Example 1.1: Original Source File @ 24-bit 44.1 kHz

Example 1.2: Source Truncated (no dither applied) to 16-bit 44.1 kHz

Example 1.3: In this example, I turned the source audio down -60dB, truncated the audio, and normalized the result to 0dBFS. Lowering the level before truncation allows the audio to react more radically than it would in a normal context and, essentially, turns the noise floor up to be equal with the audio. This is to give you some perspective on what exists in the noise floor of un-dithered audio and what we’re trying to correct. Examples using this process will be followed by the word “Normalized.”

Truncated (no dither) Normalized

Anyone will tell you that last one sounds bad, or really cool if you’re like me, but here is why. When we reduce our bit depth to 16-bit, the smallest value we can encode was originally made up of 128 discrete values in 24-bit (and thousands in 32-bit). Now any value smaller than what we call the Least Significant Bit (step +/-1 of 32767) has become 0. What we end up with is what you heard in the last example; i.e. distortion, harmonics, dropouts.

So, what are going to do to correct all of the distortion and digital artifacts? The answer is to add more noise. While it sounds counterintuitive, the goal is to prevent the distortion by summing the original signal with random digital noise (think pink/white noise) that will ultimately average to that of the original signal.

If we apply dither, as the samples are converted a random value will be added to the original sample at roughly -90 to -100dBFS. By doing so, we are actually able to encode original values smaller than the LSB, because we’re adding a comfortable noise floor for the low-level audio to sit with, rather than letting the values drop to 0 just because the original signal is below the threshold of the LSB. The random values are also different between left and right samples to maintain stereo separation.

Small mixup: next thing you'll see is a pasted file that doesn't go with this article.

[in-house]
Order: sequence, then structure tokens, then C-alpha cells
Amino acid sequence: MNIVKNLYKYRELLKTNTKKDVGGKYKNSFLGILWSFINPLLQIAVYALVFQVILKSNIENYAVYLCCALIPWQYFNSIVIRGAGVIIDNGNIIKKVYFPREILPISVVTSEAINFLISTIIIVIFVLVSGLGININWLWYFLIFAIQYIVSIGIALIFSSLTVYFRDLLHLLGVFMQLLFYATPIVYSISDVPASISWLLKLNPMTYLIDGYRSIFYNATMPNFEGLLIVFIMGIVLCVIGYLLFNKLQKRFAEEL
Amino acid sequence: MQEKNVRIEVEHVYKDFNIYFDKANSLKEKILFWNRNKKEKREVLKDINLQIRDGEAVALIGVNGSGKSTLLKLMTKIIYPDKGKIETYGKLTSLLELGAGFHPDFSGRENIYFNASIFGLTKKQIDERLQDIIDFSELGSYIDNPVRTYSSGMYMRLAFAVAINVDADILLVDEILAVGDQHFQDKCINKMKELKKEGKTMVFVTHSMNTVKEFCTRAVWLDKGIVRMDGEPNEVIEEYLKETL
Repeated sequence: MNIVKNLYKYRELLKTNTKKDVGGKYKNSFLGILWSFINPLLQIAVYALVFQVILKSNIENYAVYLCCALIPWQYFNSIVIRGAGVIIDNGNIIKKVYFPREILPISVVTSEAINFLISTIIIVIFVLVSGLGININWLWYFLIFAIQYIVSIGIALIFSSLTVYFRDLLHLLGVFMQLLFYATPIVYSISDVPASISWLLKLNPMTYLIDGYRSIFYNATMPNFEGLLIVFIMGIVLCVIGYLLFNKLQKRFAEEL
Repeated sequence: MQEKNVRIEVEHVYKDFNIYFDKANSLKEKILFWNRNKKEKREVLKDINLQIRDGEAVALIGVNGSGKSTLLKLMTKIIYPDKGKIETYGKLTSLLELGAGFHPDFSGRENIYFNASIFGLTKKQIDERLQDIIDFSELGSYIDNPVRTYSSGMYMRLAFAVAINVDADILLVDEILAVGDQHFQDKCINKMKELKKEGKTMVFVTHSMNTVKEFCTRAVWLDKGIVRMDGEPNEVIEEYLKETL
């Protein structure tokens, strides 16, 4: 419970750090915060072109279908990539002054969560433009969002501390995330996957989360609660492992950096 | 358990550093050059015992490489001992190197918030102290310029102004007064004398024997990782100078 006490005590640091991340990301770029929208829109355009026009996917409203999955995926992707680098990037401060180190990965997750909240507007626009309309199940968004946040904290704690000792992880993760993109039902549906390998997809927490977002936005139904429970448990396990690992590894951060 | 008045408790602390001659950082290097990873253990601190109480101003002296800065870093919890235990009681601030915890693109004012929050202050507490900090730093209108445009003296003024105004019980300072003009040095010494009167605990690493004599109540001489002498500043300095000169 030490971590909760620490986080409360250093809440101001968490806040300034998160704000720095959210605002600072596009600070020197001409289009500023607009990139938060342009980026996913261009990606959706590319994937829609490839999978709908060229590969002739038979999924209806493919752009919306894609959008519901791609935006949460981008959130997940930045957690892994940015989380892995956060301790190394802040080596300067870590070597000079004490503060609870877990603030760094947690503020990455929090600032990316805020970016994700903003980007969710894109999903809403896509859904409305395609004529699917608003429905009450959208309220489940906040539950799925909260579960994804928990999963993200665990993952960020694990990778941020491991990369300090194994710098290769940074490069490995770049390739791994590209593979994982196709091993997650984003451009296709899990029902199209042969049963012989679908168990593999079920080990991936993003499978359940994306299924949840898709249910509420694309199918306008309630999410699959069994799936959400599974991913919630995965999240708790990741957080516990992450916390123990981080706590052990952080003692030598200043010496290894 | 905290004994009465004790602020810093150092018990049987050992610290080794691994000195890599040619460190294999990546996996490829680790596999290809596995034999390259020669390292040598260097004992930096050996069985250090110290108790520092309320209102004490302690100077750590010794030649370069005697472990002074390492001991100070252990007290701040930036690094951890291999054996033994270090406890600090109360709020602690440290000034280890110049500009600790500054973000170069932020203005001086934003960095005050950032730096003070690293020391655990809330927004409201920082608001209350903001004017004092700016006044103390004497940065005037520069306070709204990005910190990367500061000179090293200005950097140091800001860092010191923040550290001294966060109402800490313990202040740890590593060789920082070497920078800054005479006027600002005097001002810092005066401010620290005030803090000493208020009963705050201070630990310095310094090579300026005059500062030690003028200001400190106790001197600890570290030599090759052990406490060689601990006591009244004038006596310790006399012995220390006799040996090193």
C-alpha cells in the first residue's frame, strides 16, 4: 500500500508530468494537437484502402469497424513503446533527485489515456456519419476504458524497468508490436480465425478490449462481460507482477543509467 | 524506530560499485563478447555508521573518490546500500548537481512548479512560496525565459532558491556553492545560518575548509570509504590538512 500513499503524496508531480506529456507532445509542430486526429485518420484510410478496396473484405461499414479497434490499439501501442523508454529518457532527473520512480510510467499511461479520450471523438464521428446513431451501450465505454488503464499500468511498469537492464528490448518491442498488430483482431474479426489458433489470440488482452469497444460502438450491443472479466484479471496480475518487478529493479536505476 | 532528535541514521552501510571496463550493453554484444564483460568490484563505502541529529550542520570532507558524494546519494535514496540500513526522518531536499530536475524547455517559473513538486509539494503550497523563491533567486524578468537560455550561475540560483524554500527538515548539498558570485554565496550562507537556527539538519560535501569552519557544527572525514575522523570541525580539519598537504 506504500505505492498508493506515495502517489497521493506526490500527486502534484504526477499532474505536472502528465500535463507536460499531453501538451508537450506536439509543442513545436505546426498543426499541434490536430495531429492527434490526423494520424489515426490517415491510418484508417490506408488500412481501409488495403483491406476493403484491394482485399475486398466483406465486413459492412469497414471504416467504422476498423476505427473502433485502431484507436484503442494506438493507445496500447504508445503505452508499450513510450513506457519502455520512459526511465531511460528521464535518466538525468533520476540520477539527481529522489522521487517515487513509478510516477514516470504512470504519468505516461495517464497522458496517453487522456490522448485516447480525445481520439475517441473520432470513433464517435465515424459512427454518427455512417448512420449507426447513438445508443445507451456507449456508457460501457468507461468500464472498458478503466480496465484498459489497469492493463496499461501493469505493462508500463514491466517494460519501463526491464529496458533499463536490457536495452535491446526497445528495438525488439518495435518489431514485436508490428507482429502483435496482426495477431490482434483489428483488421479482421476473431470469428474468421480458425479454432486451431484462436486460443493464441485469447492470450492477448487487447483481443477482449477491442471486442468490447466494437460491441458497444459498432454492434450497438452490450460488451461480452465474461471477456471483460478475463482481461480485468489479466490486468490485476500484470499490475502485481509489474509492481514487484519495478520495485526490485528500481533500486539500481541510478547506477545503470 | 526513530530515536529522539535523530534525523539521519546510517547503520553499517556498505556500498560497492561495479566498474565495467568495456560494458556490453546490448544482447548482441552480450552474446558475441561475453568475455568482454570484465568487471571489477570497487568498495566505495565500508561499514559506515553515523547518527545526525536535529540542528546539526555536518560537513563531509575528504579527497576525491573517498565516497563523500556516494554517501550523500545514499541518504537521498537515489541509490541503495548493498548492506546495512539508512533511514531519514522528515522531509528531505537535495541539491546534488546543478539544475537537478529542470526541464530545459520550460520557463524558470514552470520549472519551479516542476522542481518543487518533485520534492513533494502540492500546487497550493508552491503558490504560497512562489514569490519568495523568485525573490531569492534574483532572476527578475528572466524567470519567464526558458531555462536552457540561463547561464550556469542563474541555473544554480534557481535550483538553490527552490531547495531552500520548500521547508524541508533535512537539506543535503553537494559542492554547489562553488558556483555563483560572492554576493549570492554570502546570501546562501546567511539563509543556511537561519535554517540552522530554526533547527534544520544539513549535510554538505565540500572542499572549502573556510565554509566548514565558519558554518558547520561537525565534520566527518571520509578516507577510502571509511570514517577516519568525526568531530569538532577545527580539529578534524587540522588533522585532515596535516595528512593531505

If you’re a visual person, here’s an example from Bob Katz’s book, “Mastering Audio: The Art and the Science.” This is for a mono-signal, but the same thing would happen in a stereo signal for both left and right.

Remember that these are binary values we’re talking about.

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—Upper 16 bits—                -Lower 8-

Original 24-bit:                             MXXX XXXX XXXX XXXW       YYYY YYYY

Add random number:                                                                  ZZZZ ZZZZ

The bit, ‘W,’ becomes the LSB in a 16-bit signal and is the bit that gets toggled based on the resulting summation.

Now that we’ve talked about it, lets listen to it. Exciting!

## Audio Examples — After

Example 2.1: Source file dithered down using MBIT+ with default settings. This is the application of dither in a normal context.

Example 2.2: MBIT+ Normalized

If you listen beyond the noise itself, the music is all still there. Especially take note of the sustain and decay on the last vibe-hit. Imagine that the decay from the vibe was the end of a reverb tail. That’s something you’d want to hold on to.

Now, you probably want to know what all of the POW-R and MBIT+ stuff means. Dither is really a tradeoff between removing distortion and “ambience recovery,” but sometimes dither noise, especially flat dither (triangular and rectangular), can actually obscure the ambience and decays we’re trying to retain.